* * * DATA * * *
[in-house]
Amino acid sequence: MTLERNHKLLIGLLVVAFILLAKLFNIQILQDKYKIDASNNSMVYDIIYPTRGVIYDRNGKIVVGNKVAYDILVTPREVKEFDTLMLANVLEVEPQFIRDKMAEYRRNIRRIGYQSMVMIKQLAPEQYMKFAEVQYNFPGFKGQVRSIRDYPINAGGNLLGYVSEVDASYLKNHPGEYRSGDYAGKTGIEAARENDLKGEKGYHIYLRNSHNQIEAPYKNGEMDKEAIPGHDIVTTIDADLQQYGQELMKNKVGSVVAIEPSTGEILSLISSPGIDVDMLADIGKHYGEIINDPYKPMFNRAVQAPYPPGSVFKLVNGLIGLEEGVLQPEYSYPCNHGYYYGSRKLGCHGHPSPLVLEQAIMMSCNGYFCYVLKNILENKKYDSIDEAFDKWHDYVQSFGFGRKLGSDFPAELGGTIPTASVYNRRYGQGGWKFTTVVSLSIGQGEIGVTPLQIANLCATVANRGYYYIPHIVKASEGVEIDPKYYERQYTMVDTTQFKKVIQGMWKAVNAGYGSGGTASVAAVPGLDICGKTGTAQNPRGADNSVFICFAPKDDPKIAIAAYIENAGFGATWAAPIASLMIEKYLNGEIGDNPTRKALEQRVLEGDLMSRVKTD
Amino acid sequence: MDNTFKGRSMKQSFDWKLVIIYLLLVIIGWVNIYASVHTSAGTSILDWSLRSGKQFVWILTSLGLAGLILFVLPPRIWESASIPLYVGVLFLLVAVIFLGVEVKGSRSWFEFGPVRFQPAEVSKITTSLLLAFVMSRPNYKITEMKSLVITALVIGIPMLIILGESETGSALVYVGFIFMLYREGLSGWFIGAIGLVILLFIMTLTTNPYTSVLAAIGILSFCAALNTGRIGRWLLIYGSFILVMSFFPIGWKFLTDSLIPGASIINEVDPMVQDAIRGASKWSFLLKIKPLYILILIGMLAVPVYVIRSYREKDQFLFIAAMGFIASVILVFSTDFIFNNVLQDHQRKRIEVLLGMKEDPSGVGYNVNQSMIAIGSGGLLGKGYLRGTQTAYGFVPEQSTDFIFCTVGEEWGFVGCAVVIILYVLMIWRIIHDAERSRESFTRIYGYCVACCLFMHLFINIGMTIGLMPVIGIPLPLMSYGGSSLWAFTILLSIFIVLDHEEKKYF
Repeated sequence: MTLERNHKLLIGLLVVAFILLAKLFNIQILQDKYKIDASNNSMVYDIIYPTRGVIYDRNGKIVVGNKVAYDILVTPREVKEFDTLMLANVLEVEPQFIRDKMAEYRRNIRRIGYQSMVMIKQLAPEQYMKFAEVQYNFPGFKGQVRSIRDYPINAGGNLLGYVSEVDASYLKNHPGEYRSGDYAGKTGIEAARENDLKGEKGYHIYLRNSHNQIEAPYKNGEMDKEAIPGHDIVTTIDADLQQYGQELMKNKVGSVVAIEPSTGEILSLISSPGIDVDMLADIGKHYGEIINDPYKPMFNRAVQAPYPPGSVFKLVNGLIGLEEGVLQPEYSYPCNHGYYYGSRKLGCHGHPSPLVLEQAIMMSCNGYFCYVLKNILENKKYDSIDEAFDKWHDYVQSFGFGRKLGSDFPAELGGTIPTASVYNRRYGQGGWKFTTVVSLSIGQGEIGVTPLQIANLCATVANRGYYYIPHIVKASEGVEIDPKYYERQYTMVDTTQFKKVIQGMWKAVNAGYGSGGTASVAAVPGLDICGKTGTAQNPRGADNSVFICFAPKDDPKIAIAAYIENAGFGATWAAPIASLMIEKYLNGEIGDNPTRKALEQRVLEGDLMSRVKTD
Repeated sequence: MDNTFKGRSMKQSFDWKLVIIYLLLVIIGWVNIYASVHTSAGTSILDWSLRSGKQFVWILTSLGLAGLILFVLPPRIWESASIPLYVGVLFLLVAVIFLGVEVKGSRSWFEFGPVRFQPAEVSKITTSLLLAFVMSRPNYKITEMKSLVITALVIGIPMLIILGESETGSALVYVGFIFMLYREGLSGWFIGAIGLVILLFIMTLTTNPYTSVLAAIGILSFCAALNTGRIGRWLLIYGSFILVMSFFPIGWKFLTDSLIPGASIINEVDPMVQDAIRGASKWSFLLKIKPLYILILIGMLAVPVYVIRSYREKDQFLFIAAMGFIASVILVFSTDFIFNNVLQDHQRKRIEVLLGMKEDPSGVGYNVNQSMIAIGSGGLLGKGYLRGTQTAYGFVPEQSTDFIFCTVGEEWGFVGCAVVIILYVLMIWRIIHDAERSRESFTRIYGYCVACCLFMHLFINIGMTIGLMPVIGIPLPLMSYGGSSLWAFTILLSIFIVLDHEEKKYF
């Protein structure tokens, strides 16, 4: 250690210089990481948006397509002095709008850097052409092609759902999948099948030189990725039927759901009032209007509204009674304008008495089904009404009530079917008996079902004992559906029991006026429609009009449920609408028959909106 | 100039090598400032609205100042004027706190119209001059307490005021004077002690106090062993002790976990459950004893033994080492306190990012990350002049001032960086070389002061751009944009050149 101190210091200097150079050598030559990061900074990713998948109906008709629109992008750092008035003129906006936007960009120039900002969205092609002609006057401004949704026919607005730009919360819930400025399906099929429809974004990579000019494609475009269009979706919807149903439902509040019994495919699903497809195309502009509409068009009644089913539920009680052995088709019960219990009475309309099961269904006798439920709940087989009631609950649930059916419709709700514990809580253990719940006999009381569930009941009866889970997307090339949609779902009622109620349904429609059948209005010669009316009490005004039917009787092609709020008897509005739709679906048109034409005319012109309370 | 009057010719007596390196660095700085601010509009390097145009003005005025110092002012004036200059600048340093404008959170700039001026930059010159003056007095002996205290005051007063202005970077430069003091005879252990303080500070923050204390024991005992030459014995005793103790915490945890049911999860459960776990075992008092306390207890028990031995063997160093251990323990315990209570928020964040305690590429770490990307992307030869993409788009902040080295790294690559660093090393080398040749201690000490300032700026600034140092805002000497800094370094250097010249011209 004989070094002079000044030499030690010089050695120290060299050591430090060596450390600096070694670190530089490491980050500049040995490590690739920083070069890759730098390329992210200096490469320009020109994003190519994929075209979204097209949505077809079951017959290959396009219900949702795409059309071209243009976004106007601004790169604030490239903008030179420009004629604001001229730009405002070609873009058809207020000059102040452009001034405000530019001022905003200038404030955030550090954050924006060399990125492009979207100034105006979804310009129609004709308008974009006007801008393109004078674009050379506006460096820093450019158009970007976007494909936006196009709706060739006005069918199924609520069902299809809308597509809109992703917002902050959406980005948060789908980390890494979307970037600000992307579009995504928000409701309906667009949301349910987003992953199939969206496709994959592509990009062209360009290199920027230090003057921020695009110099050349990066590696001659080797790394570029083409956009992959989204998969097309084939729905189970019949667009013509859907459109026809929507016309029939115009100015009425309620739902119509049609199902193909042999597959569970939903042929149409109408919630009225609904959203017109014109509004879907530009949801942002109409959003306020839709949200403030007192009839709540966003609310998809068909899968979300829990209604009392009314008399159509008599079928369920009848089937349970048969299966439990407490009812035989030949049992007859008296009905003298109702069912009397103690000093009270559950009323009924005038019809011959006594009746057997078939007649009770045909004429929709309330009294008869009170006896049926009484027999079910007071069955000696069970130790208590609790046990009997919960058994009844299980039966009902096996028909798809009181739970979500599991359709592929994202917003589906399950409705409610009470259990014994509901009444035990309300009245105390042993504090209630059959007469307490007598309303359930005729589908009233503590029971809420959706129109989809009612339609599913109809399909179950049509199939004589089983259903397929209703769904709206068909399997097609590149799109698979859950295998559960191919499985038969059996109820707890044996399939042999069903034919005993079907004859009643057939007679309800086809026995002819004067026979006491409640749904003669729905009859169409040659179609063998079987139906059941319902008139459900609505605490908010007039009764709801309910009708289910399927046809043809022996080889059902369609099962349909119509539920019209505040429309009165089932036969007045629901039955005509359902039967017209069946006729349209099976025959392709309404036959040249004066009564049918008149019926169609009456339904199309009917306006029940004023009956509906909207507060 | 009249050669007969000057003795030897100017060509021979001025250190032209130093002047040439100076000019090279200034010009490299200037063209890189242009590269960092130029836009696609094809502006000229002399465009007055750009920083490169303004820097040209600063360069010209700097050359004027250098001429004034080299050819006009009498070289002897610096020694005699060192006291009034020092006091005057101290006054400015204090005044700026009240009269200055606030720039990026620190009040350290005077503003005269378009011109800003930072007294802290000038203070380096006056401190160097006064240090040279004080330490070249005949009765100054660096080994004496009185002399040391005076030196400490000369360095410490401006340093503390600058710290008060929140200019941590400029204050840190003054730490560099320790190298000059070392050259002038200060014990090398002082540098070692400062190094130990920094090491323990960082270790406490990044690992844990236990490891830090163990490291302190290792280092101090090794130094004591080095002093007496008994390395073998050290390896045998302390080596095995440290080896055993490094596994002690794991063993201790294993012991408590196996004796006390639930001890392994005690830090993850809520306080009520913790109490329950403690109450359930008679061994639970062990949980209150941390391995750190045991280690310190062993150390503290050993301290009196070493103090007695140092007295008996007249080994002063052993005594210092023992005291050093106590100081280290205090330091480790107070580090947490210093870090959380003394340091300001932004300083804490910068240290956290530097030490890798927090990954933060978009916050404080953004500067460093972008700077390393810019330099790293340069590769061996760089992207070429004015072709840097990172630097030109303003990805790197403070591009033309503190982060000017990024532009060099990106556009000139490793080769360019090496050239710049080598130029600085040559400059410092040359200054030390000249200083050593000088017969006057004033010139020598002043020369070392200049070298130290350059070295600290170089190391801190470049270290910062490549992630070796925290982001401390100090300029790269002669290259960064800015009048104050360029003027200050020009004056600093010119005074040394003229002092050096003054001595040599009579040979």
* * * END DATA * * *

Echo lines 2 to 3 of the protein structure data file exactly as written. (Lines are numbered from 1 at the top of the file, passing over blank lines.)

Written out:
Amino acid sequence: MTLERNHKLLIGLLVVAFILLAKLFNIQILQDKYKIDASNNSMVYDIIYPTRGVIYDRNGKIVVGNKVAYDILVTPREVKEFDTLMLANVLEVEPQFIRDKMAEYRRNIRRIGYQSMVMIKQLAPEQYMKFAEVQYNFPGFKGQVRSIRDYPINAGGNLLGYVSEVDASYLKNHPGEYRSGDYAGKTGIEAARENDLKGEKGYHIYLRNSHNQIEAPYKNGEMDKEAIPGHDIVTTIDADLQQYGQELMKNKVGSVVAIEPSTGEILSLISSPGIDVDMLADIGKHYGEIINDPYKPMFNRAVQAPYPPGSVFKLVNGLIGLEEGVLQPEYSYPCNHGYYYGSRKLGCHGHPSPLVLEQAIMMSCNGYFCYVLKNILENKKYDSIDEAFDKWHDYVQSFGFGRKLGSDFPAELGGTIPTASVYNRRYGQGGWKFTTVVSLSIGQGEIGVTPLQIANLCATVANRGYYYIPHIVKASEGVEIDPKYYERQYTMVDTTQFKKVIQGMWKAVNAGYGSGGTASVAAVPGLDICGKTGTAQNPRGADNSVFICFAPKDDPKIAIAAYIENAGFGATWAAPIASLMIEKYLNGEIGDNPTRKALEQRVLEGDLMSRVKTD
Amino acid sequence: MDNTFKGRSMKQSFDWKLVIIYLLLVIIGWVNIYASVHTSAGTSILDWSLRSGKQFVWILTSLGLAGLILFVLPPRIWESASIPLYVGVLFLLVAVIFLGVEVKGSRSWFEFGPVRFQPAEVSKITTSLLLAFVMSRPNYKITEMKSLVITALVIGIPMLIILGESETGSALVYVGFIFMLYREGLSGWFIGAIGLVILLFIMTLTTNPYTSVLAAIGILSFCAALNTGRIGRWLLIYGSFILVMSFFPIGWKFLTDSLIPGASIINEVDPMVQDAIRGASKWSFLLKIKPLYILILIGMLAVPVYVIRSYREKDQFLFIAAMGFIASVILVFSTDFIFNNVLQDHQRKRIEVLLGMKEDPSGVGYNVNQSMIAIGSGGLLGKGYLRGTQTAYGFVPEQSTDFIFCTVGEEWGFVGCAVVIILYVLMIWRIIHDAERSRESFTRIYGYCVACCLFMHLFINIGMTIGLMPVIGIPLPLMSYGGSSLWAFTILLSIFIVLDHEEKKYF